- You can define a zoo from a cage, increasing overall fortress wealth, dwarven happiness, etc..
Do note that once 50 animals of a particular type are present in your fortress, that type of animal will cease to become pregnant (existing pregnancies will produce young, but they will not become pregnant again); once enough adults are slaughtered, more will begin to be born. Pregnancies will also be suppressed if there are more than 3 children to each adult present, which is more likely to happen with creatures such as elephants which take a long time to grow up.
Animals on restraints still can path (1 tile in any direction from the chain/rope), and that can hurt your framerate. By making a series of 1x1 rooms with doors set to locked and restraining the animals there, the animals have nowhere to go and so pathing is not a problem. The door keeps them from wandering; the restraint is necessary to get them into the room in the first place. (See Restraint for proper removal technique.)
Doors can also be set to "pet-impassable", but pets don't actually understand this during calculation of paths. Instead they believe they can get through during mental calculations. Cold, hard, reality stops them at the door, but they continue to path as if they could get through, so, they just stand there and repeatedly slam into the door (going prone each time) until a dwarf comes by and opens the door (at which point they gleefully run past). Pets in cages helps framerate the most, followed closely by restraints, since the search space bottoms out after only 2 moves (corner to corner). Actually locking the doors will save your framerate, but releasing the animals will require extra micromanagement.
- Requires: A butcher's shop, a butcher, and either a stray tamed animal marked for slaughter or one killed by a hunter or soldier
Note: While you can't butcher pets, their unadopted offspring will be at your disposal without restriction.
Once an animal has been killed you only have a limited amount of time to butcher the corpse before it rots. If your butcher is distracted by other tasks, this can be highly problematic.
By default a butcher's shop will automatically queue Butcher animal whenever an animal corpse is available, or Slaughter animal for stray animals marked for slaughter. An animal is available if it is within 40 tiles of a butcher's shop. Once butchered the animal will yield one skull (even hydras), one raw hide, and a number of meat pieces, bones, and chunks - the amount depending on the animal type. The skill of the butcher only affects the time taken for Butcher animal task (Slaughter animal occurs in the blink of an eye), not the amount produced.
Meat and fat goes to your food stockpile. Bones, chunks and raw hides go to the refuse stockpile. Chunks have no use and should be left to rot to nothingness, but you would be well put to create custom stockpiles for hides next to your tanner's shop (see Tanning below), for bones next to your craftsdwarves workshop (see Bone carving below), and changing the settings on your main refuse pile to not accept bones and hides.
If the animal is butchered just before it rots, the products of the animal will not immediately rot - the timer for each butchering return effectively starts at zero rather than whatever it was for the corpse.
In some instances - most notably, after rhesus macaque invasions, or killing some other large herd with your soldiers - you may find yourself with more bodies and severed body parts than you can process. In this case it is a good idea to set up some temporary extra butcher and tanners' shops (and butchers and tanners) to process them all before they rot. Butchers are more important because their workshops have a tendency to get cluttered really quick.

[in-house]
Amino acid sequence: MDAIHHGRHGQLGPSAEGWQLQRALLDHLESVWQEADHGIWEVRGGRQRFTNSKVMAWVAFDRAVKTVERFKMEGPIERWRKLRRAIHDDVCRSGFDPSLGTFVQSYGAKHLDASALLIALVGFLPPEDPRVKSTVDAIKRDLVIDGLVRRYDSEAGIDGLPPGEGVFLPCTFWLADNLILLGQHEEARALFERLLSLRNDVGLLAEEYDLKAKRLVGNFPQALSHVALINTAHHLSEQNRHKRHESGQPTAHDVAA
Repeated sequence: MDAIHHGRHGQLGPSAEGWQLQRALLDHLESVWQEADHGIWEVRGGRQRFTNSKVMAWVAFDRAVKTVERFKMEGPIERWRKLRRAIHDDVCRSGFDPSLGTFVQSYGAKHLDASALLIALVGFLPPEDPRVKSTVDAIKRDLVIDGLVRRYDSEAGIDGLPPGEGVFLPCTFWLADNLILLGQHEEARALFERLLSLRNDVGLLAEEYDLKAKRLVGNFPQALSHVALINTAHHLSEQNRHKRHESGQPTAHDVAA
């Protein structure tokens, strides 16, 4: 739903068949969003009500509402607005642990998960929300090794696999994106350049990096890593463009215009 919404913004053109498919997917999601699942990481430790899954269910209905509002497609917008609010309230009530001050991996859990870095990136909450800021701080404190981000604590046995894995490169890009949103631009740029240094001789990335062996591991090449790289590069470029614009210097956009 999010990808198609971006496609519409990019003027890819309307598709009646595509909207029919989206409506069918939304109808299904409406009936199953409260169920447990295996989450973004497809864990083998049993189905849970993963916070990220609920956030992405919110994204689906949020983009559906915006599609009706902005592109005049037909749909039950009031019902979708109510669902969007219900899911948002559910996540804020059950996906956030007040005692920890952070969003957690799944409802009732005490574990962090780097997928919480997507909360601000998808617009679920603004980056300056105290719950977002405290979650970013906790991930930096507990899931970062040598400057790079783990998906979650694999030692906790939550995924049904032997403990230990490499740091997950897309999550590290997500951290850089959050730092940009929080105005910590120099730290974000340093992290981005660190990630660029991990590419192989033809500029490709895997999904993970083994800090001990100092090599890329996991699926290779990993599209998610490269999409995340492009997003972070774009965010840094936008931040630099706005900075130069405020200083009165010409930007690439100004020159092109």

Using the animal products
Animal products can support several industries within the fortress: they provide meat and fat for cooking, leather for bags, clothing and armor, and bones for ammunition, trade goods and in desperate circumstances armor. The value of an animal product is multiplied by the animal's modvalue, so items made from common animals are less valuable than items made from rare animals like a giant cave spider or a dragon. An animal's modvalue can be found in the creature raw files.
Bones and Skulls
Butchering an animal produces quite a few bones and a skull. By setting up a craftsdwarf workshop near your abbatoir you can turn these into useful products, such as bone bolts for your archers to practice with.
The only useful thing to do with a skull is turn it into a totem for trading. Large stacks of bones are best used for making bone bolts, since any other job will produce a single item but consume the entire stack.
Meat and fat
Fat can be rendered into tallow at a kitchen, and then used as an ingredient in meals; if you feel particularly enterprising and have wood on your map, you can instead make the tallow into soap for trade. Meat can be eaten raw, or used as an ingredient.
As with the butcher's shop, the tanner's shop will queue Tan raw hide automatically (by default), the tanner's skill has no effect on quantity nor quality of the leather produced, and the task is time-sensitive because of rot.
It is quite sensible to have a single dwarf as both the butcher and tanner, as you will never need to begin tanning until you finish butchering. You could also make this same dwarf your leatherworker. It may be advisable (or not) to simply ensure that there are no stockpiles that will accept Fresh Raw Hides and to have the tanner's shops in the immediate area of the butcher's shop-if fresh raw hides can be stored in any refuse stockpile, they will instantly be designated for hauling and cannot be tanned until they have been stored. Ensuring that raw hides will not be stockpiled means that they will be available for tanning fresh off the former owner.
Once a hide has been tanned, it will be stored in a leather stockpile.
Once you have tanned hides, whether created yourself or bought from a merchant, you can use them to produce leather goods at the leather works.
Worker type / Labor
- Ambusher / Hunting